Is there any "random generator" mesh generators which place the points quasi homogeneously and then this mesh is improved based on the similar principles like GEOMPACK? I suspect they'd do the job much better in this at least respect. They could be slower though 

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jjgermis
Joined: 21 Jun 2006 Posts: 404 Location: Nürnberg, Germany

Posted: Mon Sep 12, 2011 2:58 pm Post subject: 


All your comments on the inhomegeneous meshes are correct. There are several good mesh generators available. However, the only good ones in public domain (or known to me) are in C/C++. GEOMPACK ist written in Fortran.
On the other hand one should distinguish between meshes for mechanical and electrical applications. We have experienced in the past that a mesh for a mechanical problem is impractical for an electrical problem. The calculated flux linkages for the above meshes are pretty much the same.
Furthermore, we wish to integrate FEM in an everyday design environment, i.e. for a given machine topology the whole process must be fully automated. This can only be achieved if the mesher does a good job. For this purpose GEOMPACK does a fairly good job. The user only have to specify the number of triangles that is required and a smoothing factor. The latter controls the changeover between the "decomposed" simple convex polygons. Moreover, GEOMPACK automatically devide the periodic boundaries in such a manner that inserted nodes on the periodic boundaries maps.
All in all one have to compromise between what is nice to have and what is available. The for the rotating objects (and mesh free air gap) is written in Fortran. Even though mix programming is no problem I prefer a homogenous source code 

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jjgermis
Joined: 21 Jun 2006 Posts: 404 Location: Nürnberg, Germany

Posted: Fri Sep 30, 2011 10:05 am Post subject: 


Using GEOMPACK as basis it is relative easy to adapt it for a specific application. A very good property is that the algorithm automatically determines the length scale in a specific region. This assures a good mesh quality overall and at cross overs between regions.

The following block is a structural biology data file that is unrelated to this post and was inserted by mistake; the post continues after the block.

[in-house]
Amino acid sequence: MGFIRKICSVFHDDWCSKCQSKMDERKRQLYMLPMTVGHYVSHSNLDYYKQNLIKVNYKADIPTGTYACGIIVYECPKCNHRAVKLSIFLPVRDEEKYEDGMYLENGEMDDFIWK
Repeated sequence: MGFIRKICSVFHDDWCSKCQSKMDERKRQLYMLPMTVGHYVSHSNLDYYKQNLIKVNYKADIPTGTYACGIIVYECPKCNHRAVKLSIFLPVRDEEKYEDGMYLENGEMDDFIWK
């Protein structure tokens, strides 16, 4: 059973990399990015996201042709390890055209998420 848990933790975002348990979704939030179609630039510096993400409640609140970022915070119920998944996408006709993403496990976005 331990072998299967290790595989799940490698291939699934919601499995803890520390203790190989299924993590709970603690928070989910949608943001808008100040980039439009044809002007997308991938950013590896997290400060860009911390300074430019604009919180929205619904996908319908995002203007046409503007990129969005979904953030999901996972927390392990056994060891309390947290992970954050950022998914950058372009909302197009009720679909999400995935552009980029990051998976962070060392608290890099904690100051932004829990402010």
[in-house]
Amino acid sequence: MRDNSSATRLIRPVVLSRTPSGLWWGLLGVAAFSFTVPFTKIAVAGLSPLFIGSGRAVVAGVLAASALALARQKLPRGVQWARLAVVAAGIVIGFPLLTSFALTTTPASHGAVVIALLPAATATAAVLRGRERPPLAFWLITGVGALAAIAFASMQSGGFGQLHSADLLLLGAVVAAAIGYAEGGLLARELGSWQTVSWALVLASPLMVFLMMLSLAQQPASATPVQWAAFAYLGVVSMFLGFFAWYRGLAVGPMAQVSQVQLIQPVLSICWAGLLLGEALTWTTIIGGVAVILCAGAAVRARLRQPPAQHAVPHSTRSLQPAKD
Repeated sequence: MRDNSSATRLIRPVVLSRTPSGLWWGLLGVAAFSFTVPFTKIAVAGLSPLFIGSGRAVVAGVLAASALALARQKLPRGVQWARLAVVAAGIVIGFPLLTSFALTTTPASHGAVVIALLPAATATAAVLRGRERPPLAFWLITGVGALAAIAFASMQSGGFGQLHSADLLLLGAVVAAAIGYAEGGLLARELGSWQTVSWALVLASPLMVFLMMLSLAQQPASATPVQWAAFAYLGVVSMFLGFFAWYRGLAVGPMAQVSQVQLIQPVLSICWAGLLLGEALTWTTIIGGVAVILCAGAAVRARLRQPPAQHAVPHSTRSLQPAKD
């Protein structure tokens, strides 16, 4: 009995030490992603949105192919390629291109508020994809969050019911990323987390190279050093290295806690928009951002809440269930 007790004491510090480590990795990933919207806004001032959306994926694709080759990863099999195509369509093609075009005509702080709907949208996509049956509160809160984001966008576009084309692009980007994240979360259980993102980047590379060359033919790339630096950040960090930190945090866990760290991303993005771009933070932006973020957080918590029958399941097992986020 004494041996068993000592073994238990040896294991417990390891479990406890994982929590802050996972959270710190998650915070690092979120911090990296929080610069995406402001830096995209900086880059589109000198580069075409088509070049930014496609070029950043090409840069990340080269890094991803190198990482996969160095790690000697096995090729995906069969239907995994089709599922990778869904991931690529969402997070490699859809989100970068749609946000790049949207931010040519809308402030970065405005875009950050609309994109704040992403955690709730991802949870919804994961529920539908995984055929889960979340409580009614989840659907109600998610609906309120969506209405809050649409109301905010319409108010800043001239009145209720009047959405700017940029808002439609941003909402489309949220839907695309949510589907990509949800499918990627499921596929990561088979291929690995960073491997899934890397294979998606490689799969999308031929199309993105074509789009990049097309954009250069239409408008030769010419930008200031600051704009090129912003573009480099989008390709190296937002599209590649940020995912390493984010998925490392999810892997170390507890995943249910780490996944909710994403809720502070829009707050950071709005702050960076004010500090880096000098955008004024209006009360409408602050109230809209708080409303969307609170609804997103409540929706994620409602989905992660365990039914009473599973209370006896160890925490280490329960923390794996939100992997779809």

This mesher requires a definition of the regions which define the modell. For this the basic coordinates needs to be defined. Adding nodes afterwards means the region (variables) needs to be redefined. Due to the mesh variables this is no problem keeping track of the added nodes. The subroutine below adds nodes and update the mesh variables autmatically.
John: In the meanwhile I have learned a lot about meshing and produced quite a few lines of code. The whole time I was keeping the advancing front method in mind. Your hint motivated me to keep this in mind and I think that a some stage I will try to implement it!
Code:  subroutine nc_line(a,b,segnr,M,srg)
implicit none
integer, intent(in) :: a,b,segnr,M
type(srg_type) :: srg
integer :: i,j,n,ib,ie,d,e,k,ivrt_max
double precision :: dx,dy
!
! Add n1 nodes to the segment with nodes from numbered d to e. First:
! 1.) find the starting node in the sequence;
! 2.) shift the nodes from k+1 to ivrt_max by n1 positions to the right
! 3.) add the new nodes to the list
! 4.) update srg with new added nodes
!
dx = srg%x(a)srg%x(b)
dy = srg%y(a)srg%y(b)
n = int( dsqrt(dx*dx+dy*dy)/(srg%slot_pitch/dble(M)) + 0.5d0)
call calculate_nvc(srg)
ivrt_max = sum(srg%nvbc(1:srg%ncur))
d = sum(srg%nvbc(1:segnr1))+1
e = d+srg%nvbc(segnr)1
do j=d,e
if ( iabs(srg%ivrt(j)) == a ) then
k = j
exit
endif
enddo
ib = k+1+n1
ie = ivrt_max+n1
srg%ivrt(ib:ie) = srg%ivrt(k+1:ivrt_max)
srg%ivrt(k+1:e) = 0
dx = (srg%x(b)srg%x(a))/dble(n)
dy = (srg%y(b)srg%y(a))/dble(n)
do i = k+1,ib1
srg%nvc = srg%nvc+1
srg%x(srg%nvc) = srg%x(a)+dble(ik)*dx
srg%y(srg%nvc) = srg%y(a)+dble(ik)*dy
srg%ivrt(i) = sign(srg%nvc,srg%ivrt(k))
end do
srg%nvc = srg%nvc+(n1)
srg%nvbc(segnr) = srg%nvbc(segnr)+(n1)
return
end subroutine 


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jjgermis
Joined: 21 Jun 2006 Posts: 404 Location: Nürnberg, Germany

Posted: Mon Mar 26, 2012 3:06 pm Post subject: 


As already mentioned: The Goempack mesher works very well and offers good examples to test and for getting started. However, the documentation presents the required info very scattered. Working through the docs the following testvectors covers more than enough to fully make use of the mesh functions: